Paddy Davitt verdict: Norwich City hitting too many duff notes in Premier League survival bid

Norwich City came up short at Arsenal. Picture by Paul Chesterton/Focus Images Ltd

Norwich City came up short at Arsenal. Picture by Paul Chesterton/Focus Images Ltd - Credit: Paul Chesterton/Focus Images Ltd

Cruel as it was for Arsenal's pre-match entertainment to include a brass band's rendition of the 'Great Escape' it felt prophetic considering the perilous nature of Norwich City's Premier League status.

A strange serenity appears to be settling on Alex Neil and his players, given not only the composure of their display at the Emirates but the tone of the post-match soundbites. Both Neil and his players spoke with a calmness mirrored on the pitch that belied the gravity of their plight; almost as if they have come to terms with the ramifications and the worst-case scenario. It was as if Sunderland and the poisonous fallout had been purged from the system in the intervening fortnight.

Norwich did not capitulate, even when Danny Welbeck punished them for one momentary defensive lapse in an approach which evoked memories of that stout offering at Manchester City prior to Christmas. John Ruddy's late spill that day unleashed a chain of events which ended with Yaya Toure clinching victory from the penalty spot after Russell Martin had been red-carded. It is no coincidence the Canaries departed north London with the same scant reward for their labours.

The brutal and inescapable truth is they lack sufficient quality at both ends of the pitch and it is why they are embroiled in a fight for another shot at beating the odds in the Premier League next season.

We have known that since Crystal Palace's opening weekend victory, when the Eagles escaped with all three points after City were unable to add the cutting edge and defensive resolve to an encouraging first stab at the top flight under Neil. The same structural issues remain in a squad that was not adequately improved during the summer recess and for all the commendable January outlay still bears a striking resemblance to the personnel who hauled Norwich out of the Championship.

Neil opted to keep the likes of Dieu Mbokani and Steven Naismith, Matt Jarvis and Youssouf Mulumbu on the bench at the Emirates as Wes Hoolahan led a renaissance for the old guard. If fate had not wretchedly intervened at Selhurst Park to claim Timm Klose then the script may have been more uplifting - instead the absence of the talismanic Swiss defender feels the deepest cut of all after City were again exposed in central areas when Olivier Giroud rose unchallenged to direct Mesut Ozil's cross into the path of Welbeck. The England striker's half-volley clipped Seb Bassong to deceive Ruddy; it was the roughest of justice to add insult to a growing injury list, but Norwich's Premier League struggle is not a story of outside forces or bad luck, it is a tale of missed opportunity.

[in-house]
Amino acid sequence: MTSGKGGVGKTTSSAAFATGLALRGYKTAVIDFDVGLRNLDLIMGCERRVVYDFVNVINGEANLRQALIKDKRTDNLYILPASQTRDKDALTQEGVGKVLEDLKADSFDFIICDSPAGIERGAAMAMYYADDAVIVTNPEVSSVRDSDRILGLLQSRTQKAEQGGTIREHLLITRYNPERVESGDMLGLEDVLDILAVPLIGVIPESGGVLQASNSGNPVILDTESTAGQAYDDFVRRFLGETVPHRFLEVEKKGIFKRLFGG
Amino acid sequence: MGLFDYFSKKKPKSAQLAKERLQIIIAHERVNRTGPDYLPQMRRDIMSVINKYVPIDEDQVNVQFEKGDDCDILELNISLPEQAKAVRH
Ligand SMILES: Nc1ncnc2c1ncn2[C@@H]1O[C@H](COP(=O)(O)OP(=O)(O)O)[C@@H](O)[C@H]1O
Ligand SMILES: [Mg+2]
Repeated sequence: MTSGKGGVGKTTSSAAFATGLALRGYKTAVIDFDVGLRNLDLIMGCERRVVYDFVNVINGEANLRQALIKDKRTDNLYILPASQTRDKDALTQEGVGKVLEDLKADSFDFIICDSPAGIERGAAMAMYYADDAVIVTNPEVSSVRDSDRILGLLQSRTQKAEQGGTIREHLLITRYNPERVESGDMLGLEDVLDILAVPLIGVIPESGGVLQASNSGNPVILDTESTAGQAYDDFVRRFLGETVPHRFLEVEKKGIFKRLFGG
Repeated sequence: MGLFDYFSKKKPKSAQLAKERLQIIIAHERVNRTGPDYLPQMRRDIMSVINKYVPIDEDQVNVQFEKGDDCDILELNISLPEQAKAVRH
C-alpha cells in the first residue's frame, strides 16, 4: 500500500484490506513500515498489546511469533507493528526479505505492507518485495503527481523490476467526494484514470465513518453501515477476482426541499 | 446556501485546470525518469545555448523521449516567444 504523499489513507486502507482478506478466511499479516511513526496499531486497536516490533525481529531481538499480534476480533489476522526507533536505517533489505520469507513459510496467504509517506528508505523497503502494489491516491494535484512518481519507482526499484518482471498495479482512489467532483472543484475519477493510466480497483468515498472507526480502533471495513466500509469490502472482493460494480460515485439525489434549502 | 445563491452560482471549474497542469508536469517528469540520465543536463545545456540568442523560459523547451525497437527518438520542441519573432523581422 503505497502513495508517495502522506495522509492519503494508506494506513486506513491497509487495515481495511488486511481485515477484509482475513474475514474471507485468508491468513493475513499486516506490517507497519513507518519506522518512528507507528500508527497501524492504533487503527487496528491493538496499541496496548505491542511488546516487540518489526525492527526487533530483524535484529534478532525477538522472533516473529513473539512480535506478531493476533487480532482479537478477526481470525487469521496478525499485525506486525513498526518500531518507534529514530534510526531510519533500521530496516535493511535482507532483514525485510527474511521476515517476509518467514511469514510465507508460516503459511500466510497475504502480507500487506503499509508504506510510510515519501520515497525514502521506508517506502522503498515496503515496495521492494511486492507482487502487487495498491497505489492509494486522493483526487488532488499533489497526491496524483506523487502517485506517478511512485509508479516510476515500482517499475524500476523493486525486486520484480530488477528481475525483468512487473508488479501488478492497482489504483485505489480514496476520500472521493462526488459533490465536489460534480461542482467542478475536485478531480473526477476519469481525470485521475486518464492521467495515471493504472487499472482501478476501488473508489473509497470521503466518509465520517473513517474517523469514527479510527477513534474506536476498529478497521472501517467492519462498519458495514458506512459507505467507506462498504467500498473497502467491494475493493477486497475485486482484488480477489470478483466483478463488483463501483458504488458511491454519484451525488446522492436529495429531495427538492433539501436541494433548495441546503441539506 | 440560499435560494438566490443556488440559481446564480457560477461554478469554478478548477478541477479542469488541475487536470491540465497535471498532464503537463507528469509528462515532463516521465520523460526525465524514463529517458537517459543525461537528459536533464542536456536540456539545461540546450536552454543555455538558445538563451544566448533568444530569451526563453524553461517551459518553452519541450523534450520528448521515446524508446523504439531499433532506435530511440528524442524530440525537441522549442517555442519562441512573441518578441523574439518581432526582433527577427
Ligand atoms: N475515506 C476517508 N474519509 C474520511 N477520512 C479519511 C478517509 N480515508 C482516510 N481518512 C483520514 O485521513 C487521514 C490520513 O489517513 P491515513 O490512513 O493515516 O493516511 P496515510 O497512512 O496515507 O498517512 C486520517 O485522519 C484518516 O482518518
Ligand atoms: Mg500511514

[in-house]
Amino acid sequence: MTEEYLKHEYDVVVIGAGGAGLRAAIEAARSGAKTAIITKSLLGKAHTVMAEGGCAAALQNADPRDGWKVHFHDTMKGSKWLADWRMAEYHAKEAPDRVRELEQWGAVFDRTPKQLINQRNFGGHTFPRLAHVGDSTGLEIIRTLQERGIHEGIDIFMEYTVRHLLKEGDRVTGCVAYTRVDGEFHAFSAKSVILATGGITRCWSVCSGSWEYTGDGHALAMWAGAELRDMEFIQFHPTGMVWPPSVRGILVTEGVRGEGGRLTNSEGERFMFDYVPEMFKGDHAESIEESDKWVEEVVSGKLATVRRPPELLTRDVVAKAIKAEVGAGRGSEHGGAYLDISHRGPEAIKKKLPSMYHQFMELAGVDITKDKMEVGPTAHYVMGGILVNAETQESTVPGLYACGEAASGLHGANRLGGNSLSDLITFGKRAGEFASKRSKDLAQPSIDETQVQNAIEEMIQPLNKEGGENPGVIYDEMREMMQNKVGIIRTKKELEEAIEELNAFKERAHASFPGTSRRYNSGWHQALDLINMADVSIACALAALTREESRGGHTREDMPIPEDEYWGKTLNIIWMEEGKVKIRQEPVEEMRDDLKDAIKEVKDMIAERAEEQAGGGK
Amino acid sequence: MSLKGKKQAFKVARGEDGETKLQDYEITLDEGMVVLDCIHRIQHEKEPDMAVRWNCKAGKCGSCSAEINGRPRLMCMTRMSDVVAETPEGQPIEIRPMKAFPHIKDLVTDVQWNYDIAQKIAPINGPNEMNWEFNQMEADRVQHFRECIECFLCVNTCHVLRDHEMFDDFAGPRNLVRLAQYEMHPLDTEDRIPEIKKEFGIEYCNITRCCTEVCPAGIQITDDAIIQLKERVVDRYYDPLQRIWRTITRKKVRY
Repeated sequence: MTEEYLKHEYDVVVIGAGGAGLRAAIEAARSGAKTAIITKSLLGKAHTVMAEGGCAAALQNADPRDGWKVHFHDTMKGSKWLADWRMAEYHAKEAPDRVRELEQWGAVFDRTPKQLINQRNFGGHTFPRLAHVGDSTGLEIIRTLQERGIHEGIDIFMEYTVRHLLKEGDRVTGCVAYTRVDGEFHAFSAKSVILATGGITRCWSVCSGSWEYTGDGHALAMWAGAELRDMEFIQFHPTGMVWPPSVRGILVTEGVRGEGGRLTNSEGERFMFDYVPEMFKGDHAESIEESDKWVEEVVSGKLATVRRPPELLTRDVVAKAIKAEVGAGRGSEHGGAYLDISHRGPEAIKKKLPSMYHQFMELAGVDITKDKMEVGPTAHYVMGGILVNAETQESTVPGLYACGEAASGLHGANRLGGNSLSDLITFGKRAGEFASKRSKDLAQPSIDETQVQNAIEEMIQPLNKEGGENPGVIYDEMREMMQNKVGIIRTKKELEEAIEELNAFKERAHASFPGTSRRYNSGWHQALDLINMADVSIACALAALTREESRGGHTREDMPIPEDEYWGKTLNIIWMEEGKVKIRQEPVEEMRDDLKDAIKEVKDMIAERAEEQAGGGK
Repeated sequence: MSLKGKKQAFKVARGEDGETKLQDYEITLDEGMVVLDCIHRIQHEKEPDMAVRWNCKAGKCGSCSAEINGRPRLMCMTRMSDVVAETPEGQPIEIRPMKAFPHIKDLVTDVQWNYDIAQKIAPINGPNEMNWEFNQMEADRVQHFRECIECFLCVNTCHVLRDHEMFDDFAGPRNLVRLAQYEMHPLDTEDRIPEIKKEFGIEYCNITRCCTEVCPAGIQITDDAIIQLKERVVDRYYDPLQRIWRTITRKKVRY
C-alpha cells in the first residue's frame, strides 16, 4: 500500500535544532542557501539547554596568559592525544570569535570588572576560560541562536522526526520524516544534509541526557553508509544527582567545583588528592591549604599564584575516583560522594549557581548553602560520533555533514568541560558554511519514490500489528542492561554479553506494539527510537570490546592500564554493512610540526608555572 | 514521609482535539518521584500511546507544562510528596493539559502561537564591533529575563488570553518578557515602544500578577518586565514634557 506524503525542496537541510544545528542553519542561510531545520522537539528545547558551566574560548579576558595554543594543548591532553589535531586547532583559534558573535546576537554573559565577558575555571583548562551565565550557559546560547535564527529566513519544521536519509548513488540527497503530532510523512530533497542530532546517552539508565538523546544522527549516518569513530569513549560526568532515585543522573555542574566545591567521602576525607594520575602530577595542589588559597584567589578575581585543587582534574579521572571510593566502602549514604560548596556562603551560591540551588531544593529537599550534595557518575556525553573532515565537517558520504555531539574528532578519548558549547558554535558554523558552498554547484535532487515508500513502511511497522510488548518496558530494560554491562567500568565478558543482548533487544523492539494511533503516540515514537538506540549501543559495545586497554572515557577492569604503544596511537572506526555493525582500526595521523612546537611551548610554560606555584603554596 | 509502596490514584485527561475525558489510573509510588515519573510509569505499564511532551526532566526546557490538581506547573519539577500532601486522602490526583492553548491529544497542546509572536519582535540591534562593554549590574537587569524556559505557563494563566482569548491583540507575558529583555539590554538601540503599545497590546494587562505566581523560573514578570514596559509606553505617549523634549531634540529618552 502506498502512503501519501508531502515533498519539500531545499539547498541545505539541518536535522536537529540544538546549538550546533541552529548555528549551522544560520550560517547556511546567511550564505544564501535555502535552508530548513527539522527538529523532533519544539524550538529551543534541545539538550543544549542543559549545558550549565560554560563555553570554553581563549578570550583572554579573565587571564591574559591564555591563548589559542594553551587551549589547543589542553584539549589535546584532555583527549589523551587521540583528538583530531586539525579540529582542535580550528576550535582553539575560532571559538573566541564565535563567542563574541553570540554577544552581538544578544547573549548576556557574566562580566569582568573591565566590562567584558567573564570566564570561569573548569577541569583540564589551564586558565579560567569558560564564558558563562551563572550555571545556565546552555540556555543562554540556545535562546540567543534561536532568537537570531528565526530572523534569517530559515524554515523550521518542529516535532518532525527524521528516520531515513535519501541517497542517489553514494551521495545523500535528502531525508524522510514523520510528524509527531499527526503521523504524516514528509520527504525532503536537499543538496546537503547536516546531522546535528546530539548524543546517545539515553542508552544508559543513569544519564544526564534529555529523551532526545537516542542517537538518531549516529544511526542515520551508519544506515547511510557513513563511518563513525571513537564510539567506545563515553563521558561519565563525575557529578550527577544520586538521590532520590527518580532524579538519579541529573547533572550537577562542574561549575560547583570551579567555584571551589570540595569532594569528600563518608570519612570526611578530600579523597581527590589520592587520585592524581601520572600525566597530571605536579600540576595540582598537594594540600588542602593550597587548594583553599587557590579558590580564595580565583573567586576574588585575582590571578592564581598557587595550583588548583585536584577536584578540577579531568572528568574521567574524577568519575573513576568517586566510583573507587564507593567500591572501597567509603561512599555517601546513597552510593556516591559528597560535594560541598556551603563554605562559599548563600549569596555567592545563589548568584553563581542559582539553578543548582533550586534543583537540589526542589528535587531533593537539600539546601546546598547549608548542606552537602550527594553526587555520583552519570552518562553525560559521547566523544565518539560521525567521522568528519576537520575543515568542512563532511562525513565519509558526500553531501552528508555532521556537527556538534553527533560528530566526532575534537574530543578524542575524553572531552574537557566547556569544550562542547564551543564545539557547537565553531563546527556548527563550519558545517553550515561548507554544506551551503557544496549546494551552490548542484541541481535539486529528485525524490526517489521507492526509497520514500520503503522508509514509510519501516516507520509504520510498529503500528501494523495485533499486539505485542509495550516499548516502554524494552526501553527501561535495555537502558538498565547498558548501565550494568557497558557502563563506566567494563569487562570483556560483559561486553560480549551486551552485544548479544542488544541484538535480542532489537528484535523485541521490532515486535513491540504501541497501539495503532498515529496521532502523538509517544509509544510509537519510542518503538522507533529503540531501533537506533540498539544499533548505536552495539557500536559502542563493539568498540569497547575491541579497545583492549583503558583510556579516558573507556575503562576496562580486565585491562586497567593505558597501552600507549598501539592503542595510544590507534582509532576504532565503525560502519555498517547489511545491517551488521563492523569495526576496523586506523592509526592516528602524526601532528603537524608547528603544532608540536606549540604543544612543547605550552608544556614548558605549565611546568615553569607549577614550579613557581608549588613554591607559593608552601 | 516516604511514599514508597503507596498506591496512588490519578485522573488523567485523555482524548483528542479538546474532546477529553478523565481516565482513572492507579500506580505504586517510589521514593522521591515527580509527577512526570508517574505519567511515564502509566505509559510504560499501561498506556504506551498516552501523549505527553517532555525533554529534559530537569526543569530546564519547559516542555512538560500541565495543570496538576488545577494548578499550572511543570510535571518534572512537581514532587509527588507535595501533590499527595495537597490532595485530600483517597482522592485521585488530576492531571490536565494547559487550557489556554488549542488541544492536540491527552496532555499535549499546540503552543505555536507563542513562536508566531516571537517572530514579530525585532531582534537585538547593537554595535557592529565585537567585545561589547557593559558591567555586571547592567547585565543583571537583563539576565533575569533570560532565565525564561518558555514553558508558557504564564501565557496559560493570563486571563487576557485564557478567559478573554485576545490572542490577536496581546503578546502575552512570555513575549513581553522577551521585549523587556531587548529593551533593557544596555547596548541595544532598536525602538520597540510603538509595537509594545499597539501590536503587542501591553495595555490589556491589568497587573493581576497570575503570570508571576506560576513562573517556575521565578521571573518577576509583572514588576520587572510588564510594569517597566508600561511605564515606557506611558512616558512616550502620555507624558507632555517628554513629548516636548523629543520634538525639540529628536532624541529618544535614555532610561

There was fresh evidence here, amidst a backdrop of rancour that pitted pockets of disgruntled Arsenal supporters against each other as battlelines continue to be drawn over Arsene Wenger's future. Nathan Redmond was twice denied by Petr Cech before unleashing another shot on the turn that may well have beaten the keeper but sneaked the wrong side of the right-hand post.

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Yet Norwich bravely pressed on, seeking to defy the gloomy forecasts that this is now a lost cause, a forlorn quest for survival while closest rivals Newcastle and Sunderland edge further clear. Even after Welbeck's dagger, City had plenty of promising moments in the vicinity of the Arsenal penalty area as time ticked by and Arsenal failed to add a second.

Gabriel's sliding near post tackle robbed the bustling Mbokani of a chance to test Cech again from the industrious Redmond's counter. Ruddy foiled Mohamed Elneny and Ozil with flying stops and then sought to add ballast to Norwich's desperate final salvoes inside the Gunners' penalty area.

But this has long since stopped feeling like a fairytale. It is a painful weekly dose of reality building towards a sour conclusion. But, remarkably given the decline since the turn of this year, Norwich still retain hope.

When Newcastle trooped dejectedly off the Carrow Road pitch last month not even the most fanatical Magpie could have predicted the current state of affairs that sees Rafa Benitez's boys a point clear of the bottom three. It is not fanciful to project a scenario where Norwich complete a league double over Manchester United next weekend to clamber above both north-east rivals, who may just feel a greater sense of insecurity if City can deliver an emphatic statement of intent in the Saturday lunchtime kick-off at Carrow Road.

To do that will take more than composure and control in possession, more than creating chances whilst subduing United's own creative forces. It will take more than fighting spirit and character or a willingness to embrace the challenge. It will take genuine Premier League quality, and that was again in short supply when it really mattered at Arsenal.